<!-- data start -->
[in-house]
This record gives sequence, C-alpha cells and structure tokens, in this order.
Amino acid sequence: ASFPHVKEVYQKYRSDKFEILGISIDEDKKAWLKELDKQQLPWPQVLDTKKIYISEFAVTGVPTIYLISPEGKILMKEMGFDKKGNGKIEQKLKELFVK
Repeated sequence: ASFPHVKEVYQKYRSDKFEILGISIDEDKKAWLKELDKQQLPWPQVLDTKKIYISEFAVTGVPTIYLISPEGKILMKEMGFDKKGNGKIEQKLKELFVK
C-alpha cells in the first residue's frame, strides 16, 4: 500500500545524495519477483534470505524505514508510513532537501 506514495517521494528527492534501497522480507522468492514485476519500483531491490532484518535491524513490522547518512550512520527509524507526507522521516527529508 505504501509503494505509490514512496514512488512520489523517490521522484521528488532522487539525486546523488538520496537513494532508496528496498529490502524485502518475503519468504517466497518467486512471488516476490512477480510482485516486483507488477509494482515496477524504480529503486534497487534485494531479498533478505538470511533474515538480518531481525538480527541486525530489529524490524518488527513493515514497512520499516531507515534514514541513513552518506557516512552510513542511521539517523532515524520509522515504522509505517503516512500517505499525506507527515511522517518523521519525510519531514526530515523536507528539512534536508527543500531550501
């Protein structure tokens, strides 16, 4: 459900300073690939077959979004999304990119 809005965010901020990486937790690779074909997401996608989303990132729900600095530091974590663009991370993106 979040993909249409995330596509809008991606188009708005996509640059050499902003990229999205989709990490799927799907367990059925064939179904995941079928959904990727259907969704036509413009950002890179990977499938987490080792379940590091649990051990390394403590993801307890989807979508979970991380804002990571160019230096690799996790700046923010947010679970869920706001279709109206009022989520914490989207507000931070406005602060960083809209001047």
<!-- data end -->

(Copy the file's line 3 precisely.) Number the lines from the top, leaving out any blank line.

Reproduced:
Amino acid sequence: ASFPHVKEVYQKYRSDKFEILGISIDEDKKAWLKELDKQQLPWPQVLDTKKIYISEFAVTGVPTIYLISPEGKILMKEMGFDKKGNGKIEQKLKELFVK